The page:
College News

Wisconsin Union budget increase approved by SSFC

The Student Services Finance Committee approved 1 percent increase to the Wisconsin Union's budget for “building-ready-for-use" costs.

Image By: Katie Scheidt

Behind the beautiful views from the Terrace and the cosy study nooks of Union South lie student segregated fees. These student fees help cover the costs of maintenance and upkeep for Wisconsin Union buildings in exchange for the services they provide to campus.

Student Services Finance Committee met Thursday to approve a 1 percent increase in the Wisconsin Union’s budget. This increase brings their budget from $10.57 million to $10.6 million this year, a larger increase than previously.

Still, SSFC Chair Colin Barushok said, the Union uses student money responsibly.

The Union’s segregated fees pay for what they call “building-ready-for-use,” meaning students pay for the ability to use Union spaces, according to Barushok.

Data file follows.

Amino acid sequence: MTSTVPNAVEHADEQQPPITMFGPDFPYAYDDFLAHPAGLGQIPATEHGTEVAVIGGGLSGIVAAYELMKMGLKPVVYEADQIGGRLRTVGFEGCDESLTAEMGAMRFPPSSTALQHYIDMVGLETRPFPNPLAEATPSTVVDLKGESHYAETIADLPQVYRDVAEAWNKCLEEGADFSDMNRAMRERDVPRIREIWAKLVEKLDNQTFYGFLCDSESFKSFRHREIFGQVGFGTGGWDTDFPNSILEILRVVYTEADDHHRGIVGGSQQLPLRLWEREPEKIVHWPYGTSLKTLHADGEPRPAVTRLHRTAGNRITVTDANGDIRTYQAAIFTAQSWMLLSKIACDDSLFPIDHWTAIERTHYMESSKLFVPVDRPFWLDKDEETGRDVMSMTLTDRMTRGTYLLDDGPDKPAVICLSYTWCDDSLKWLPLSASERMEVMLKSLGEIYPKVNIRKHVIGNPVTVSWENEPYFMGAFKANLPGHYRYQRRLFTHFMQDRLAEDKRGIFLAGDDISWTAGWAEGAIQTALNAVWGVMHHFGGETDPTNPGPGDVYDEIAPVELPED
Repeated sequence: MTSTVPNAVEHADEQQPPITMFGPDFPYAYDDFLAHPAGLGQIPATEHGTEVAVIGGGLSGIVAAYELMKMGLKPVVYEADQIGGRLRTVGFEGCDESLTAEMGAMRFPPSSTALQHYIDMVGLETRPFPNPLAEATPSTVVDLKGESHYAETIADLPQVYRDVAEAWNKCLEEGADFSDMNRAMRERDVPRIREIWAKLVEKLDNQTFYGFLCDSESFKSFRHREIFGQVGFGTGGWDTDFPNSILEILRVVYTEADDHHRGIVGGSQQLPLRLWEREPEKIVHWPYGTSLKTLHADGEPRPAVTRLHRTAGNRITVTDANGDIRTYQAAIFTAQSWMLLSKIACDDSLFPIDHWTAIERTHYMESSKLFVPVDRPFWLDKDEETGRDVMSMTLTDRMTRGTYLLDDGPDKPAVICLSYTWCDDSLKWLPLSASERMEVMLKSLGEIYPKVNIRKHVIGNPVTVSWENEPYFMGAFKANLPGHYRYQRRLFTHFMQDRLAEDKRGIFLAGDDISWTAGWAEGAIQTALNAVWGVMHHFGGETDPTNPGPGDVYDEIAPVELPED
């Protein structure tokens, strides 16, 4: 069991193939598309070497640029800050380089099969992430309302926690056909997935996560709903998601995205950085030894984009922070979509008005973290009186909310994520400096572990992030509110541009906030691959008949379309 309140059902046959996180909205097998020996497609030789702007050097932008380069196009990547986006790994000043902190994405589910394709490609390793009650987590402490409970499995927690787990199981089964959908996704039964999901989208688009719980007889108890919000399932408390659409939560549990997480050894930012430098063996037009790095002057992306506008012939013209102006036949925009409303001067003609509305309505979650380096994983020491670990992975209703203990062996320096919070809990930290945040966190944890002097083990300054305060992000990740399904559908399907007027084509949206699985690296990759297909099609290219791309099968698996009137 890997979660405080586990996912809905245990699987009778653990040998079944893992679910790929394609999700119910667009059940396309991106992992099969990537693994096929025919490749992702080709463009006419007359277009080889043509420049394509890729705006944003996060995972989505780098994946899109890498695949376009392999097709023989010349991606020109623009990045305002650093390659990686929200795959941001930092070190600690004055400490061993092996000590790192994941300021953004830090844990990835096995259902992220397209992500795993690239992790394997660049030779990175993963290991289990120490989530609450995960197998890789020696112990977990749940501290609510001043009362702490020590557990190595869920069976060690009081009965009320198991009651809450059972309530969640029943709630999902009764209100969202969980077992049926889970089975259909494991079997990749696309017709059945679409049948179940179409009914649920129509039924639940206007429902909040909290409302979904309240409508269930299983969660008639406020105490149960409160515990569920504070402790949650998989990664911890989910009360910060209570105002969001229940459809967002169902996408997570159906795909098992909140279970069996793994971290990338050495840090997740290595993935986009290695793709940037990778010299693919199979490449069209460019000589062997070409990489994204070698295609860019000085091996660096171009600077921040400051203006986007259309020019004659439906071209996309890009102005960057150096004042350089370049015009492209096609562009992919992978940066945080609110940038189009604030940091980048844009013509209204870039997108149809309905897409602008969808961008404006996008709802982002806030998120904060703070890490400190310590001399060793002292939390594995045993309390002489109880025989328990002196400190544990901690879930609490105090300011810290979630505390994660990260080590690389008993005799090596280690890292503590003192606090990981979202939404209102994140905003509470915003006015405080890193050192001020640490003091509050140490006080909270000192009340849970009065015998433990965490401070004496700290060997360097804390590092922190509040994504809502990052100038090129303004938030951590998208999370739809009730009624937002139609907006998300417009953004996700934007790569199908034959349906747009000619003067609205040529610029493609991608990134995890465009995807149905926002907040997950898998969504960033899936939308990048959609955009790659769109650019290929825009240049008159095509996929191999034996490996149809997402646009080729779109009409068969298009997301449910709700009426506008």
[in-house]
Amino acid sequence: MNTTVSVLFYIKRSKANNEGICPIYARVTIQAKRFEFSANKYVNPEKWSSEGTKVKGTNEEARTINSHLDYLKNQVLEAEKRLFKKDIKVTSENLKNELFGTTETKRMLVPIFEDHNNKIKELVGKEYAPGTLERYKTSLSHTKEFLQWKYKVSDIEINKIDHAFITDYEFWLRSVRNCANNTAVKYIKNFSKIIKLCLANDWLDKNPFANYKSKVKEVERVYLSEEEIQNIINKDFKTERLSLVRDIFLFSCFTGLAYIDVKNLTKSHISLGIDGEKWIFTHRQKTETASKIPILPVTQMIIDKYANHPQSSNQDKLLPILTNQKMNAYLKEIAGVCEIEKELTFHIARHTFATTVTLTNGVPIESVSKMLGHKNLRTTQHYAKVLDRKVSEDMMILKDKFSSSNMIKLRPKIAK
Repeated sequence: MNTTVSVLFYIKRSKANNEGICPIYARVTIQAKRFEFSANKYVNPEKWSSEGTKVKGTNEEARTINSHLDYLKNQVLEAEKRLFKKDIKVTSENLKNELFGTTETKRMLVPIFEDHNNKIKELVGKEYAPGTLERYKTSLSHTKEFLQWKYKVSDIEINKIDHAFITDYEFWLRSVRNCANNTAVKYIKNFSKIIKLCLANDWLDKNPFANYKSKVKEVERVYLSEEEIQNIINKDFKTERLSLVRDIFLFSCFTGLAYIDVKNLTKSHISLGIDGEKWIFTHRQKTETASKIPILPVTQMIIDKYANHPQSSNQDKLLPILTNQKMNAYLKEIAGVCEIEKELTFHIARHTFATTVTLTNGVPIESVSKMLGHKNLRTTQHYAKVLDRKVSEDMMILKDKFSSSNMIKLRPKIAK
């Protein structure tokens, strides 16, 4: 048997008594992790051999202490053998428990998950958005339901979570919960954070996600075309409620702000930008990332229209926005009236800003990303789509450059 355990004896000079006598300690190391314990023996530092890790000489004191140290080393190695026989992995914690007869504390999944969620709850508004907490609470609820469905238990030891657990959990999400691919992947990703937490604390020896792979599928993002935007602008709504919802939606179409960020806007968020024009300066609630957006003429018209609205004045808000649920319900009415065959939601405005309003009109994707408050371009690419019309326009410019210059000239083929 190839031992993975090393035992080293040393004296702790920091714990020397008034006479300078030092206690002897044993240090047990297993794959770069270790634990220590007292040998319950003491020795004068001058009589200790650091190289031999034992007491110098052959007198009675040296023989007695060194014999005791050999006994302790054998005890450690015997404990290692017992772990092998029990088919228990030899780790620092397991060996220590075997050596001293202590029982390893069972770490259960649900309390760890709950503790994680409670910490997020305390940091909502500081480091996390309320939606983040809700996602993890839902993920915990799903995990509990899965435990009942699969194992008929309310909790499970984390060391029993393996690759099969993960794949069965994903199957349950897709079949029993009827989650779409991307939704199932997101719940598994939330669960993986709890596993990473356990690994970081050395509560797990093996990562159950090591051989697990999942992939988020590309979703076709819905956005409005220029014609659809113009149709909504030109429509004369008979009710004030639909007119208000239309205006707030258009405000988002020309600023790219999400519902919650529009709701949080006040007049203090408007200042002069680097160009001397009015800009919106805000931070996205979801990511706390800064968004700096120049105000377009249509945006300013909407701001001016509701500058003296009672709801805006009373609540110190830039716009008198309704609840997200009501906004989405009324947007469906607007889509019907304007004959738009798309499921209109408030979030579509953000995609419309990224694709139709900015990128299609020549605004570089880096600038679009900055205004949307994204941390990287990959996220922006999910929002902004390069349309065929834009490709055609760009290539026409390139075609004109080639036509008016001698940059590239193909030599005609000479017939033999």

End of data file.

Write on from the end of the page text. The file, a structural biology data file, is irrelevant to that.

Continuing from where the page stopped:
Current building-ready-for-use costs are higher than the Union’s requested budget increase. The Union will draw on other sources of revenue, like profits from the Terrace, to cover the rest of those costs to negate the extra burden on students.

“I think we could have denied the increase, and the Union would have been able to bear that, the reason we didn’t want to deny that is because we didn’t want to get into a fight with the Chancellor over 1 percent, it’s just not important to us,” Barushok said.

However, the segregated fees they receive do not pay for everything including student workers’ wages or remodeling. According to SSFC Rep. Jordan Gaal, construction projects are paid for using a separate segregated fee on a referendum requested by the Union. In 2006, students voted on a referendum to pay an additional segregated fee that could not exceed $96 per student to cover the cost of building Union South and remodeling Memorial Union.

The costs of remodeling Memorial Union have been higher than anticipated, however, according to Barushok, the cost to students stays relatively stagnant. Gaal added the Union receives private donations to fund these extra costs.

“The Union does a really good job, they actually try not to raise seg fees, they want to make us happy, so they try to take in enough revenue so they don’t have to raise it much,” Barushok said.

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